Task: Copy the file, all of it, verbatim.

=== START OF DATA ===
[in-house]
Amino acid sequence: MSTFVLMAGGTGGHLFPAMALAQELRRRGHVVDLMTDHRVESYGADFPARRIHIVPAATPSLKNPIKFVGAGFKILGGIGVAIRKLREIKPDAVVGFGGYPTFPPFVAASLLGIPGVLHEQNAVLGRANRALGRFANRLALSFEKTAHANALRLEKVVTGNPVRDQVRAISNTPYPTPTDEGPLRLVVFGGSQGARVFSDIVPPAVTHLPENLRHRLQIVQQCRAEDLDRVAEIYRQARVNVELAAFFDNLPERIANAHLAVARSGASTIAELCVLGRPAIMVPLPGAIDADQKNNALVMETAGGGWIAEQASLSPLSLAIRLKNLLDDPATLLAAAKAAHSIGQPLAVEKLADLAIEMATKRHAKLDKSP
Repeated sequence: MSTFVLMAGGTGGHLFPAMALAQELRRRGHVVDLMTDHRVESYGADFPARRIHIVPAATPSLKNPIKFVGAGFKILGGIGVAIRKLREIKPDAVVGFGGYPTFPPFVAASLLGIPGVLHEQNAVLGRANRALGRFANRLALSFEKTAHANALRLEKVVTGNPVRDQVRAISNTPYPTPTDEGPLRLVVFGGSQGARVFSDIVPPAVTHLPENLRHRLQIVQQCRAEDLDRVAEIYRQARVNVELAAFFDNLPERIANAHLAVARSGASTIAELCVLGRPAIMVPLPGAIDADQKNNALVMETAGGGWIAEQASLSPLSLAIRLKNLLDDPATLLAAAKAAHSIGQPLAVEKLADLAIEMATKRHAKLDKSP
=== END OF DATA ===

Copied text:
[in-house]
Amino acid sequence: MSTFVLMAGGTGGHLFPAMALAQELRRRGHVVDLMTDHRVESYGADFPARRIHIVPAATPSLKNPIKFVGAGFKILGGIGVAIRKLREIKPDAVVGFGGYPTFPPFVAASLLGIPGVLHEQNAVLGRANRALGRFANRLALSFEKTAHANALRLEKVVTGNPVRDQVRAISNTPYPTPTDEGPLRLVVFGGSQGARVFSDIVPPAVTHLPENLRHRLQIVQQCRAEDLDRVAEIYRQARVNVELAAFFDNLPERIANAHLAVARSGASTIAELCVLGRPAIMVPLPGAIDADQKNNALVMETAGGGWIAEQASLSPLSLAIRLKNLLDDPATLLAAAKAAHSIGQPLAVEKLADLAIEMATKRHAKLDKSP
Repeated sequence: MSTFVLMAGGTGGHLFPAMALAQELRRRGHVVDLMTDHRVESYGADFPARRIHIVPAATPSLKNPIKFVGAGFKILGGIGVAIRKLREIKPDAVVGFGGYPTFPPFVAASLLGIPGVLHEQNAVLGRANRALGRFANRLALSFEKTAHANALRLEKVVTGNPVRDQVRAISNTPYPTPTDEGPLRLVVFGGSQGARVFSDIVPPAVTHLPENLRHRLQIVQQCRAEDLDRVAEIYRQARVNVELAAFFDNLPERIANAHLAVARSGASTIAELCVLGRPAIMVPLPGAIDADQKNNALVMETAGGGWIAEQASLSPLSLAIRLKNLLDDPATLLAAAKAAHSIGQPLAVEKLADLAIEMATKRHAKLDKSP